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Big pharma sues to block Minnesota insulin affordability law


The Pharmaceutical Research and Manufacturers Association (PhRMA) is suing the state of Minnesota in an attempt to overturn a law that requires insulin makers to provide an emergency supply to individuals free of charge.

PhRMA filed the complaint in the U.S. District Court in Minnesota on July 1, the day the Alec Smith Insulin Affordability Act went into effect. The law created the Minnesota Insulin Safety Net Program, which is continuing to operate in the meantime.

Advocates said they were appalled by the PhRMA action.

PhRMA says law is unconstitutional

In the filing, PhRMA’s attorneys said the law is unconstitutional. It “order[s] pharmaceutical manufacturers to give insulin to state residents, on the state’s prescribed terms, at no charge to the recipients and without compensating the manufacturers in any way.”

“A state cannot simply commandeer private property to achieve its public policy goals,” the PhRMA lawyers argued.

The suit said the three leading insulin makers already provide discounts, copayment assistance, and free insulin to “a great number of patients.”

The state has estimated that as many as 30,000 Minnesotans would be eligible for free insulin in the first year of the program. The drugmakers strenuously objected, noting that would mean they would “be compelled to provide 173,800 monthly supplies of free insulin” just in the first year.

“No one living with diabetes should be forced to ration or go without their life-saving insulin because they can’t afford it,” said PhRMA executive vice president and general counsel James C. Stansel in a statement.

The law, said Mr. Stansel, “overlooks common sense solutions to help patients afford their insulin and, despite its claims, still allows for patients to be charged at the pharmacy for the insulin that manufacturers are required to provide for free.”

Advocates decry suit

Advocates had worked for several years to secure passage of the legislation, named in honor of a young man who died in 2017 after rationing his insulin. Minnesota Gov. Tim Walz of the Democratic-Farmer-Labor Party signed the bill into law on April 15.

It requires manufacturers to make at least a 30-day supply of insulin available to those who are in urgent need and cannot afford the medication. Manufacturers can be fined $200,000 per month for not complying.

Mayo Clinic hematologist S. Vincent Rajkumar, MD, who called for action on the cost of insulin in an article published in the January 2020 issue of the Mayo Clinic Proceedings, as reported by Medscape Medical News, said the lawsuit was a “bad move.”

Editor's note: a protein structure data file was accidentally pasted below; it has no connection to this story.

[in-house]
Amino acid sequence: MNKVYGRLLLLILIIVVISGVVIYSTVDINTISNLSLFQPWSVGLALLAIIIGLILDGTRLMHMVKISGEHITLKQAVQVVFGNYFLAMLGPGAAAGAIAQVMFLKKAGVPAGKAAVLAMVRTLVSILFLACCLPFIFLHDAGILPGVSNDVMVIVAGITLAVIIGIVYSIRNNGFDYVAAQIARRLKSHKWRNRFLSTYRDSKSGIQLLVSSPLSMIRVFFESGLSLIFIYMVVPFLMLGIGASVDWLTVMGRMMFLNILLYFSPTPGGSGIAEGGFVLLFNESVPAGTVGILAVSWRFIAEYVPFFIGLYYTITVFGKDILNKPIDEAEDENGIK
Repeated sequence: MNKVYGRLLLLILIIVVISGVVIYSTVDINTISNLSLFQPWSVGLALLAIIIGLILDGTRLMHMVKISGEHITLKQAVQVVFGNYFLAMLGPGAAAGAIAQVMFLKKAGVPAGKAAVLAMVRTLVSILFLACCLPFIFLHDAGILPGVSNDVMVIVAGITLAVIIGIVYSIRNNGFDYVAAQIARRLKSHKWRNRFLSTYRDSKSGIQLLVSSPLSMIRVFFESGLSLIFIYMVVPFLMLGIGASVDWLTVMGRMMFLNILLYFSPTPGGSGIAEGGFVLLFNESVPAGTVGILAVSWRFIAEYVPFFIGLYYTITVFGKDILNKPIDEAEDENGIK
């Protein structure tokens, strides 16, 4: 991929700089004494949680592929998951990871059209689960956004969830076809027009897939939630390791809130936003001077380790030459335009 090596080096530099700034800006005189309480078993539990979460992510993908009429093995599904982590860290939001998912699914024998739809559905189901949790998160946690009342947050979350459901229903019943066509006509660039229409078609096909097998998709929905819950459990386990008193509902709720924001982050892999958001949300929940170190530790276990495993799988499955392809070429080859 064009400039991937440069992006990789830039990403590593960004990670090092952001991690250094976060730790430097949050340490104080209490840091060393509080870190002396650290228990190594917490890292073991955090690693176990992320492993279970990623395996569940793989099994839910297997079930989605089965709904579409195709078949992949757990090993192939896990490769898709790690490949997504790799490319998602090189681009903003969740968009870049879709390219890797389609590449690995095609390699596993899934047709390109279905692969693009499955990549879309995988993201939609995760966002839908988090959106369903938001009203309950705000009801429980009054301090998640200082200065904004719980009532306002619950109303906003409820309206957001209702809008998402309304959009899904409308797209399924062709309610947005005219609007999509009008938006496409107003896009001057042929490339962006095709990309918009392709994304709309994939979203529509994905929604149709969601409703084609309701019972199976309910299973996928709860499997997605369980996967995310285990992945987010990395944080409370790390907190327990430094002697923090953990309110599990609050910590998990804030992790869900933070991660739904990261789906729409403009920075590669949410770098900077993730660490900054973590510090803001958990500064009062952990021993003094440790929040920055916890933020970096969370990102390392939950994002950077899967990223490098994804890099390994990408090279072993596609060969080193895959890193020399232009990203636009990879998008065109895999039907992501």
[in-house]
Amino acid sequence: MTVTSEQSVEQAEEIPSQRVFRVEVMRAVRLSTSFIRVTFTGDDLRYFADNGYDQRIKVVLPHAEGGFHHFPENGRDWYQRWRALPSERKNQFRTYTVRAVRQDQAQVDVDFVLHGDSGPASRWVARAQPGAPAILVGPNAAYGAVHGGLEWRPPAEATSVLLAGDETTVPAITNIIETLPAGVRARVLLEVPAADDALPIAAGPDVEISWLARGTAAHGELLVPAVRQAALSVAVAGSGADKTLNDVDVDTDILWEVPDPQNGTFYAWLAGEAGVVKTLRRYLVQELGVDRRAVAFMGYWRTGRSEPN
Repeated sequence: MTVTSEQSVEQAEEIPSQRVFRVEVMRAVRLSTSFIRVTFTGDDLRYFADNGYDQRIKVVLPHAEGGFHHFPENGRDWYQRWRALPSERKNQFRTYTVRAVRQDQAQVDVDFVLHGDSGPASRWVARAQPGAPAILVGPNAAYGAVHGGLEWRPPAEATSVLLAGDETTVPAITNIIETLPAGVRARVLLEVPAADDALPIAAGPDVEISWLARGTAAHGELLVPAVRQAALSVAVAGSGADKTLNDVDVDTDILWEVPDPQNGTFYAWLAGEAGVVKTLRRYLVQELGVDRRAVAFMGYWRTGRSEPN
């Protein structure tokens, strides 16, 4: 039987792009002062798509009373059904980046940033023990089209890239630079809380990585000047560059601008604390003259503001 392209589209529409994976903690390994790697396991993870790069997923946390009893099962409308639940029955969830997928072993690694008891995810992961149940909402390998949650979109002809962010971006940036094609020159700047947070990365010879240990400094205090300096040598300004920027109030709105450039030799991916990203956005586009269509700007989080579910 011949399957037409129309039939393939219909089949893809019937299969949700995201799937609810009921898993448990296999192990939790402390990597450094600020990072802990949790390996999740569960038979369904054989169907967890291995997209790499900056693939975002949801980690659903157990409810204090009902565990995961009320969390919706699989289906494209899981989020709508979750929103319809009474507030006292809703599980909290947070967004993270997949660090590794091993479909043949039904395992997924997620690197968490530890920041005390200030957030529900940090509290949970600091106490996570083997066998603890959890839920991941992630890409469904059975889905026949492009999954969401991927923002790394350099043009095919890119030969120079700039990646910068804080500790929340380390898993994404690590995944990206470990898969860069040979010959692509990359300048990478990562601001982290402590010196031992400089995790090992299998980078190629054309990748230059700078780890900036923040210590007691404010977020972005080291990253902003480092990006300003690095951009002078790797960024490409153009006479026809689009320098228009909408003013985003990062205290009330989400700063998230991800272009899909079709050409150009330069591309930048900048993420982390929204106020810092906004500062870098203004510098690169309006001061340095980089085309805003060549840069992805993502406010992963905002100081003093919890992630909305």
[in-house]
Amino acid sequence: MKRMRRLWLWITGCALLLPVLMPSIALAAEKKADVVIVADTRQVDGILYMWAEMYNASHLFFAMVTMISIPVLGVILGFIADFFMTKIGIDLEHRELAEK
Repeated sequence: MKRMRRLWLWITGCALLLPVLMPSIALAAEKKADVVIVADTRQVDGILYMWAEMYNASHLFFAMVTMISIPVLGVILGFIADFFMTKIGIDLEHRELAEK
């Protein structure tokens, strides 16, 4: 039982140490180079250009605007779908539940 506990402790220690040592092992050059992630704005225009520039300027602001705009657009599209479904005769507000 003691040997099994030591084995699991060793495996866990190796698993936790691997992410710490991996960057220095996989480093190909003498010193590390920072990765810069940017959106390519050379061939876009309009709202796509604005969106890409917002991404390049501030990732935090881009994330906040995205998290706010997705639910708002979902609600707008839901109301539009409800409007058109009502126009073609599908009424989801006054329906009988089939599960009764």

Dr. Rajkumar, the Edward W. and Betty Knight Scripps professor of medicine at the Mayo Clinic, noted that it has strict limits and is aimed to help patients in emergent need.

“There is nothing in the US constitution that prevents states from saving the lives of its citizens who are in imminent danger,” Dr. Rajkumar said. “The only motives for this lawsuit in my opinion are greed and the worry that other states may also choose to put lives of patients ahead of pharma profits.”

Alec Smith’s mother, Nicole Smith-Holt, who is active with T1International’s #insulin4all campaign, took to Twitter to express her anger.

“Throwing up road blocks to securing affordable insulin for the people of MN, haven’t they taken enough innocent lives? How many more bodies are they looking for?” she tweeted. “When are they going to realize we are not going to stop fighting?”

T1International said in a statement: “It is clear that the pharmaceutical industry can see only one thing – their bottom line,” and promised that patients would not give up.

“We will not stop showing them the real price we pay for their greed,” said the organization.

Abigail Hansmeyer, a Minnesota-based #insulin4all advocate, also talked about her frustration at what appeared to be disingenuous behavior by the insulin makers.

“I guess the endless opportunities insulin manufacturer reps had as stakeholders during numerous discussions and negotiations in the making of this law, wasn’t what they wanted,” she tweeted. “They were buying time to protect their profits. Yeah, we’re not done here.”

A version of this article originally appeared on

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